User Guide

  • 2021.2
  • 04/12/2021
  • Public Content

Developing a Visual Studio Code Project

Explore Samples Using Visual Studio Code*

Before running samples, you must first set the oneAPI environment. This can be accomplished by running
setvars
as explained below, or by installing the Environment and Launch Configurator Extension and running Set oneAPI Environment.
To run
setvars
for Linux*:
  1. Navigate to the install directory and source
    setvars.sh
    .
    source <install_dir>/setvars.sh
    The command above assumes you installed to the default folder. If you customized the installation folder,
    setvars.sh
    is in your custom folder. See here for more information on setvars.sh.
  2. Launch VS Code:
    code
To run
setvars
for Windows*:
  1. From a terminal window, run
    setvars.bat
    .
    "C:\Program Files (x86)\Intel\oneAPI\setvars.bat"
    The command above assumes you installed to the default folder. If you customized the installation folder,
    setvars.bat
    is in your custom folder.
  2. From the same terminal window, launch VS Code:
    "C:\Users\<username>\AppData\Local\Programs\Microsoft VS Code\Code.exe"
Open the Samples Extension:
  1. Click on the oneAPI button on the left navigation to view samples. If you do not have the extension installed, search the Extensions Marketplace for "Samples Browser for Intel oneAPI".
  2. A list of available samples will open in the left navigation.
  3. To view the readme for the sample, click the next to the sample. If you choose to build and run the sample, the readme will also be downloaded with the sample.
  4. To build and run a sample, click the
    +
    to the right of the sample name.
  5. Create a new folder for the sample. The sample will load in a new window:
  6. Click README.md to view instructions for the sample.
Not all oneAPI sample projects use CMake. The
README.md
file for each sample specifies how to build the sample. We recommend that you check out the CMake extension for VS Code that is maintained by Microsoft.

Create a Blank Project

  1. Click
    File
    New File
    to open a blank file in Visual Studio Code (VS Code).
  2. Once you have completed writing code, you can save it as a file or save it as a workspace. For more information on workspaces, see the Visual Studio Code Get Started Guide.
  3. To run the code, click
    Run
    Run without Debugging
    .
  4. Select C++ as the language. The code will run.

Import an Existing Project

  1. Click
    File
    Open File
    or
    File
    Open Workspace
    to open an existing project in Visual Studio Code (VS Code).
  2. Once you have completed writing code, you can save it as a file or save it as a workspace. For more information on workspaces, see the Visual Studio Code Get Started Guide.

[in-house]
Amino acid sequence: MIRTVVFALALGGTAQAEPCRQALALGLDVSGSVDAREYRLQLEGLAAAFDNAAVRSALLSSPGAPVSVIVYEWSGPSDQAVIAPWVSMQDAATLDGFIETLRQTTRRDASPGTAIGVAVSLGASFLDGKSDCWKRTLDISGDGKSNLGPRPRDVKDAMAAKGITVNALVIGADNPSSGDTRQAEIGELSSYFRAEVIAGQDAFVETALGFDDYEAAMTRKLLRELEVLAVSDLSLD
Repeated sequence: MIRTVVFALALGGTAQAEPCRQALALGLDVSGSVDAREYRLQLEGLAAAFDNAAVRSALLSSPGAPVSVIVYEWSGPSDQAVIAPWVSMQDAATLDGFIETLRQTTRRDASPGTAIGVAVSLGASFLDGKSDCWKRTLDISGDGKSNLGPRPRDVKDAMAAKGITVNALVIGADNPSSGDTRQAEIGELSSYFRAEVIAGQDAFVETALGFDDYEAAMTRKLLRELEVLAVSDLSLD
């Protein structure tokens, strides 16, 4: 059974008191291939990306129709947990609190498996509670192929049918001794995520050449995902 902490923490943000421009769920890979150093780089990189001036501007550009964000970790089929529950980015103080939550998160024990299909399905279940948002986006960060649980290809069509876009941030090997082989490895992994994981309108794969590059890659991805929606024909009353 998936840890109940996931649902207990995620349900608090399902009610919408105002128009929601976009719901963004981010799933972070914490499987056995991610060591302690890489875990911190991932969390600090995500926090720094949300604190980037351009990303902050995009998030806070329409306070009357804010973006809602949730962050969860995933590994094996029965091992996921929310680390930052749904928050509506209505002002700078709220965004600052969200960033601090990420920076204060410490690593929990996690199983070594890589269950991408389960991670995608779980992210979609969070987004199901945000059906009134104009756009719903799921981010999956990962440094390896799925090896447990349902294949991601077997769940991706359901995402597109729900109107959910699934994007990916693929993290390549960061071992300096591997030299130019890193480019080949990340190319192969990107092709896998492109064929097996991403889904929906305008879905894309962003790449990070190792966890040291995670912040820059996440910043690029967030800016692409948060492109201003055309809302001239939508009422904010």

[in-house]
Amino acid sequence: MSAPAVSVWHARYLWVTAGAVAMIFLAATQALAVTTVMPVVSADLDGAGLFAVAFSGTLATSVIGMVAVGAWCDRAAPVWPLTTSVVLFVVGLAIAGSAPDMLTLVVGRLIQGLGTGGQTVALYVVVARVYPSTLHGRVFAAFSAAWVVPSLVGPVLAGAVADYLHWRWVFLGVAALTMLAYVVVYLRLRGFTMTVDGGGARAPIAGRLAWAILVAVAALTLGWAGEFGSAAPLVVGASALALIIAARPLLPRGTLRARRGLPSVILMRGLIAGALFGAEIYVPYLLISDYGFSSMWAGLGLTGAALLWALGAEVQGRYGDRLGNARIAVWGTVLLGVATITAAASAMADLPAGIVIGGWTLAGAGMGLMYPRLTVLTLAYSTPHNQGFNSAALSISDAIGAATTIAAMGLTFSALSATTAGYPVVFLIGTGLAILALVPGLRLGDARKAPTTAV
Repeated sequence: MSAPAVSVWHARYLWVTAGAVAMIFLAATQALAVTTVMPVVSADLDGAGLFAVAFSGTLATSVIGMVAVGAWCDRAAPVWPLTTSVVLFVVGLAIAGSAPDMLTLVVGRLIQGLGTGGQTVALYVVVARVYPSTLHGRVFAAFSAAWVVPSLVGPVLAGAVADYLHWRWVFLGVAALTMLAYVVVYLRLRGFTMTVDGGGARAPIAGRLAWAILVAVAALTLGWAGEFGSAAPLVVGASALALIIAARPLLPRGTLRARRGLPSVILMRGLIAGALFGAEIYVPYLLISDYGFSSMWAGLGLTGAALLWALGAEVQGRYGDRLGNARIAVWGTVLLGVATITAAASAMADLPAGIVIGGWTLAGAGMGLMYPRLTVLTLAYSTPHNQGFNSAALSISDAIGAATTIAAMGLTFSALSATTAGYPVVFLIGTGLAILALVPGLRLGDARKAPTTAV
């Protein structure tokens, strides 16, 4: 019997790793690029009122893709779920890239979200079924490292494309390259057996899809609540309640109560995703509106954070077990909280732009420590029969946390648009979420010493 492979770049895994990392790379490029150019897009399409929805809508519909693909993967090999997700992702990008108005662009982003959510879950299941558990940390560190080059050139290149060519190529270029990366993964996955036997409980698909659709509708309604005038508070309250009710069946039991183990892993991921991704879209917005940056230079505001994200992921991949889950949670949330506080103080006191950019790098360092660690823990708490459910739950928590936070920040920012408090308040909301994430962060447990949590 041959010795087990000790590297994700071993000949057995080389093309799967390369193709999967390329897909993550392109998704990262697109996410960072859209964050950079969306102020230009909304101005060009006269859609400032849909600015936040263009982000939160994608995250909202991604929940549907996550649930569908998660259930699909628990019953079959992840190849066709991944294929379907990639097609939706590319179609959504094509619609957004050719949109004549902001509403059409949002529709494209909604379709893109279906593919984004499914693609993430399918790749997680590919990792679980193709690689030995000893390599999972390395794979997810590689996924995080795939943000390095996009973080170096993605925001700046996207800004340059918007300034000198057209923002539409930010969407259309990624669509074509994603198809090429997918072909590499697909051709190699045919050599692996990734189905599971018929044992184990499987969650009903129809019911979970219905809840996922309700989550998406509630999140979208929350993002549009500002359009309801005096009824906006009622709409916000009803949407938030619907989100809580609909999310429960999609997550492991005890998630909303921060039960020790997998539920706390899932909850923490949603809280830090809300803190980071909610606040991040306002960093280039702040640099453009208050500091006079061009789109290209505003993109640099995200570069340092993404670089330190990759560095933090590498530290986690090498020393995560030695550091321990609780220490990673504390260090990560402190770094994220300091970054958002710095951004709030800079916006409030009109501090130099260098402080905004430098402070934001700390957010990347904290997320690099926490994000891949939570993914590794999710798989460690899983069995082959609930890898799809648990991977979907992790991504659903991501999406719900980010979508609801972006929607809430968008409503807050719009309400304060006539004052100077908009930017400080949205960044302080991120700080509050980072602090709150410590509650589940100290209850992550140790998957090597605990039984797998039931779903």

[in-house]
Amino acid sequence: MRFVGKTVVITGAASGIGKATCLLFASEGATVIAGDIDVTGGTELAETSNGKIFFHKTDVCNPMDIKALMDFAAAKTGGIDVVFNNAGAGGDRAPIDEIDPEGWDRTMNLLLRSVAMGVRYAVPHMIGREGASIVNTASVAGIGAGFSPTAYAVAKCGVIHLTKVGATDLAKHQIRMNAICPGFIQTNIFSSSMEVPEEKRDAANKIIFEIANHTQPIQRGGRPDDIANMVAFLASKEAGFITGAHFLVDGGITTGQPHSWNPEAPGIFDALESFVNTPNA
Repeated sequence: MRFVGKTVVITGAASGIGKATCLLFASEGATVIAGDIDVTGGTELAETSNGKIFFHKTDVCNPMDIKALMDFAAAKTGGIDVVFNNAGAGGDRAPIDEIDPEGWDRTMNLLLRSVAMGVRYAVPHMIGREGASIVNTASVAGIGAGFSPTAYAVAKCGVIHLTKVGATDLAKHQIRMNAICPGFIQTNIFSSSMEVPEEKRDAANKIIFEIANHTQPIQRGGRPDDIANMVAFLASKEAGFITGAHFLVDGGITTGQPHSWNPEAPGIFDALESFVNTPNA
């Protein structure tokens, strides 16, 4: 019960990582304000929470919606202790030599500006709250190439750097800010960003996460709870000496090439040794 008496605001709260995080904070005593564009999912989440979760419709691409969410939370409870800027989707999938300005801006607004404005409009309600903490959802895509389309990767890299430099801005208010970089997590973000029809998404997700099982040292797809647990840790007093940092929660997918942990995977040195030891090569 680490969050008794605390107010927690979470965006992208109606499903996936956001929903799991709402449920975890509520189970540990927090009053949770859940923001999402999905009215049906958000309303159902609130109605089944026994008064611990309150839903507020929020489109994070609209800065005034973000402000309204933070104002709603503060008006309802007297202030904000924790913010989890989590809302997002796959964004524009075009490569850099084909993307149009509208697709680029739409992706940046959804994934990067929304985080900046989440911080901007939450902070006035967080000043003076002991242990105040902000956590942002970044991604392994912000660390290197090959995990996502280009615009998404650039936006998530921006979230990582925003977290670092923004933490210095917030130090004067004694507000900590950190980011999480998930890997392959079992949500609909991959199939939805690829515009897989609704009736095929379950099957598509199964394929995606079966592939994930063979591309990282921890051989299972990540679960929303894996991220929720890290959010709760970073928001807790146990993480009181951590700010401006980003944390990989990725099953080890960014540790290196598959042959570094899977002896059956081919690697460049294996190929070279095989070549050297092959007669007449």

3. To run the code, click
    Run
    Run without Debugging
    .
  4. Select C++ as the language. The code will run.

Try Debugging (CPU Only) (Preview)

Intel® Distribution for GDB* does not currently support VS Code. You can use upstream gdb to debug.
This section assumes that you can build your sample and have installed the Microsoft VS Code C/C++ Extension. The C/C++ extension is required to configure the oneAPI C/C++ debugger.
The Intel
®
oneAPI Base Toolkit
includes a special version of GNU* GDB (
gdb-oneapi
) designed to support oneAPI C/C++ applications. To debug your DPC++ application using this special debugger, you will need to make changes to the
.vscode/launch.json
configuration file.
  1. Go to
    Debug
    Open Configurations
    , and open the
    launch.json
    configuration settings.
    If you are prompted to select a debug environment, choose
    C++ (GDB/LLDB)
    .
    Screenshot showing command pallet prompting for debugger
  2. Copy the code shown below into your
    launch.json
    file, and replace the
    "program":
    property's value with the path to your project's executable (that is, the application that you are going to debug).
    If VS Code doesn't recognize the application name, you may have to insert the full path and file name into the
    launch.json
    file's
    "program":
    property.
  3. Add
    gdb-oneapi
    to your
    launch.json
    configuration's
    "miDebuggerPath":
    property.
    The
    gdb-oneapi
    application should have been added to your path when you ran
    setvars.sh
    to configure the oneAPI development environment, prior to starting VS Code. If you prefer, you can specify the full path and filename to the
    gdb-oneapi
    application in your
    launch.json
    file.
  4. In some configurations, GDB may not be compatible with VS Code. If this happens, add the environment variable to disable `gdb-oneapi` support for GPU autolaunch. This can either be done in the environment prior to launching VS Code, or within the launch.json:
    export INTELGT_AUTO_ATTACH_DISABLE=1
    { "version":"0.2.0", "configurations":[ { "name":"(gdb) Launch", "type":"cppdbg", "request":"launch", "program":"${workspaceFolder}/build/array-transform", "args":[ "cpu" ], "stopAtEntry":false, "cwd":"${workspaceFolder}", "environment":[ { "name":"INTELGT_AUTO_ATTACH_DISABLE", "value":"1" } ], "externalConsole":false, "MIMode":"gdb", "miDebuggerPath":"gdb-oneapi", "setupCommands":[ { "description":"Enable pretty-printing for gdb", "text":"-enable-pretty-printing", "ignoreFailures":true } ] } ] }
  5. Bring up the debug view by selecting the
    Run
    icon in the
    Activity Bar
    . You can also use the keyboard shortcut (
    Ctrl+Shift+D
    ).
  6. Start the run and debug session by clicking the green
    DEBUG AND RUN
    icon, or go to
    Run
    Start Debugging
    (
    F5
    ).
    Screenshot showing VS Code recommended extension installation popup

Product and Performance Information

1

Performance varies by use, configuration and other factors. Learn more at www.Intel.com/PerformanceIndex.